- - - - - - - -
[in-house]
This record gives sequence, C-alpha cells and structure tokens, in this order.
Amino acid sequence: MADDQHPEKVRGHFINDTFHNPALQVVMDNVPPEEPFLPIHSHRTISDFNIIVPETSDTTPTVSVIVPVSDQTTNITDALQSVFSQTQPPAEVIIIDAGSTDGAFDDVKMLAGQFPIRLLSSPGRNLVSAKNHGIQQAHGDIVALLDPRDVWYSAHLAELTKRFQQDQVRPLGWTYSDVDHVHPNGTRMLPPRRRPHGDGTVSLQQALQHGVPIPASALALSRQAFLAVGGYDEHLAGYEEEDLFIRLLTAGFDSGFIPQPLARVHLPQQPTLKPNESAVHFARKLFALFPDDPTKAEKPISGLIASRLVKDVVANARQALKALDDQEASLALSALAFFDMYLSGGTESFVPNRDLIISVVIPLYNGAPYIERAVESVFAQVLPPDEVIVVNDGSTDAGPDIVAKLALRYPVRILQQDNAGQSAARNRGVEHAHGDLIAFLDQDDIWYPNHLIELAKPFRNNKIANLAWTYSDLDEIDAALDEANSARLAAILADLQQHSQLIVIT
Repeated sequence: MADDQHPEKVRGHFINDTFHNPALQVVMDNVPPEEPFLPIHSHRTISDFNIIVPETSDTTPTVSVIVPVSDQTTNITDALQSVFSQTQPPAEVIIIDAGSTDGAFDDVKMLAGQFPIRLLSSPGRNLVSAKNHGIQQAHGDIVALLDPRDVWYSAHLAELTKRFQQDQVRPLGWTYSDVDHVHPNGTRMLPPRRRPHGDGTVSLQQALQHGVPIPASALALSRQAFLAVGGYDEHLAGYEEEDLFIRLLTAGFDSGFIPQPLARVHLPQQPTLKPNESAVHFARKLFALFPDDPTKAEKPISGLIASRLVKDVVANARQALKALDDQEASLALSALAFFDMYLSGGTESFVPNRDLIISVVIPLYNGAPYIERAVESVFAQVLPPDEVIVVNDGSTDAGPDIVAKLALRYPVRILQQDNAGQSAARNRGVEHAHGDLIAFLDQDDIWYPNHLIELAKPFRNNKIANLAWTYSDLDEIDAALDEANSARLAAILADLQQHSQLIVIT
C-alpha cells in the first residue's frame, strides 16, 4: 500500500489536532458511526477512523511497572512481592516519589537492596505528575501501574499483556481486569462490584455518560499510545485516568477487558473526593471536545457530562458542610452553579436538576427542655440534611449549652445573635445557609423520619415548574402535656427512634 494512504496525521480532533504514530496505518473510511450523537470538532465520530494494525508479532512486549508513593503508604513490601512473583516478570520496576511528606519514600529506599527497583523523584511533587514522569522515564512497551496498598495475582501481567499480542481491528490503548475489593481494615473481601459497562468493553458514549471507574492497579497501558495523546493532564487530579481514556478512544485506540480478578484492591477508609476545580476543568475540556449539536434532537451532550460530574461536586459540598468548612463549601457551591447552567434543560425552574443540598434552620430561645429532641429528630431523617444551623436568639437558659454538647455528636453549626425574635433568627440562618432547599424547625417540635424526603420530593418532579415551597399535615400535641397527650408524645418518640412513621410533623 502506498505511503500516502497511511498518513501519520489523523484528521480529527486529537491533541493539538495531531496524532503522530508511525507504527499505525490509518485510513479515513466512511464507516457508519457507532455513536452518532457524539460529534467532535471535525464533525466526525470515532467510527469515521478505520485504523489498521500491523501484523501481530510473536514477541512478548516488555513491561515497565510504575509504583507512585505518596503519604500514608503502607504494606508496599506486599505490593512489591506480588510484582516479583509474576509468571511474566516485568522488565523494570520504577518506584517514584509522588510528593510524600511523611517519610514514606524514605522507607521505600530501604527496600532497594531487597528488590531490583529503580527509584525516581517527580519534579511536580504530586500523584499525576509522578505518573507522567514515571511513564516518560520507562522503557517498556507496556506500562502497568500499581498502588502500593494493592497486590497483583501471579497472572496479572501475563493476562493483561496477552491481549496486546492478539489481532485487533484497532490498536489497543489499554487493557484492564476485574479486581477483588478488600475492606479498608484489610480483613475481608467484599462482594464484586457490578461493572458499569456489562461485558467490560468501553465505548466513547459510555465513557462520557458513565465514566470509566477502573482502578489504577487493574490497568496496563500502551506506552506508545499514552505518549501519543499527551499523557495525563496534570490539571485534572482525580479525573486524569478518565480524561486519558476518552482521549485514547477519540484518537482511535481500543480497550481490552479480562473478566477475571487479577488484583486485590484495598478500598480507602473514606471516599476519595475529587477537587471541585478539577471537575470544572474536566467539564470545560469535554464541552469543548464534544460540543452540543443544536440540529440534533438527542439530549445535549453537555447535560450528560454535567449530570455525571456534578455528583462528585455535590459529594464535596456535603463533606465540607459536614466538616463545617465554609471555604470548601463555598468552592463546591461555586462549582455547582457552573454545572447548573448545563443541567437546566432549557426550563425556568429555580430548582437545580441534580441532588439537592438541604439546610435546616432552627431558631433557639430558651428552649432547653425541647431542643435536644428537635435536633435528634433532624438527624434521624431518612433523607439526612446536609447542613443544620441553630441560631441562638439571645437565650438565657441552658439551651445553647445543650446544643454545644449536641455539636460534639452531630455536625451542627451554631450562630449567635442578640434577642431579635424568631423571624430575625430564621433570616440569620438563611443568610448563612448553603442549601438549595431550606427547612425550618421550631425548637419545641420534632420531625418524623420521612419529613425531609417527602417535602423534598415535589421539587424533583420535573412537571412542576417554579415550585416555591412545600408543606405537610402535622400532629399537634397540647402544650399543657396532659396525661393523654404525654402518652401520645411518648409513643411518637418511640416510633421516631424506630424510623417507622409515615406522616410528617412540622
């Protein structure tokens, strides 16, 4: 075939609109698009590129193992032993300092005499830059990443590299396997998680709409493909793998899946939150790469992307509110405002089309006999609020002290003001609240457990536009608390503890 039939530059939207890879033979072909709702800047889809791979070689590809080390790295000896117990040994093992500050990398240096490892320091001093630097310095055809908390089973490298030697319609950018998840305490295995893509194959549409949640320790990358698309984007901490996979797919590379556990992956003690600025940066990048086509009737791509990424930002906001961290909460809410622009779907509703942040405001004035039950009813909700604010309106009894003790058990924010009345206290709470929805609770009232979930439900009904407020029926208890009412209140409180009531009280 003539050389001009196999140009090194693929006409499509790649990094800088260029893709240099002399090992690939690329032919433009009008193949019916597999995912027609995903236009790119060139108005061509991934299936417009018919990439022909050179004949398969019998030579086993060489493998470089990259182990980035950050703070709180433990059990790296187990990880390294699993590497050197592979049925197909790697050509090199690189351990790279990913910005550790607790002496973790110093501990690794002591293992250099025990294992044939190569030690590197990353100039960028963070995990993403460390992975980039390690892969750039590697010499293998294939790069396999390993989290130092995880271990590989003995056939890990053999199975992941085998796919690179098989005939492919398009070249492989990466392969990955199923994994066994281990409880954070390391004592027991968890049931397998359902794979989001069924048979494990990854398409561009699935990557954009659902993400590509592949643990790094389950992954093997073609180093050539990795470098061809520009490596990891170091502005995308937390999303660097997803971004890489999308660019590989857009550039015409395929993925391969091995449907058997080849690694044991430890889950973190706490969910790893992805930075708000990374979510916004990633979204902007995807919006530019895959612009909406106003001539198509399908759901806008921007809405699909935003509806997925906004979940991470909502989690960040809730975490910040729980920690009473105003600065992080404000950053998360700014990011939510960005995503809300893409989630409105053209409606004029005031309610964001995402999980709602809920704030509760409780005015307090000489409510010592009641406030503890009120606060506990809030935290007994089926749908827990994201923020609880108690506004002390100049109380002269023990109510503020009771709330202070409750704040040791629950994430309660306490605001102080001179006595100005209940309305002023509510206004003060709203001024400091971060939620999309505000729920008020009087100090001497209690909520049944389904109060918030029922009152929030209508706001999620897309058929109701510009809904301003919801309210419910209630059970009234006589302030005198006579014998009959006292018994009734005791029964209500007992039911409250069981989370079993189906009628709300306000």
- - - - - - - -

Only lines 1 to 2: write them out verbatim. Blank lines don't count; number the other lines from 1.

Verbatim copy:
[in-house]
This record gives sequence, C-alpha cells and structure tokens, in this order.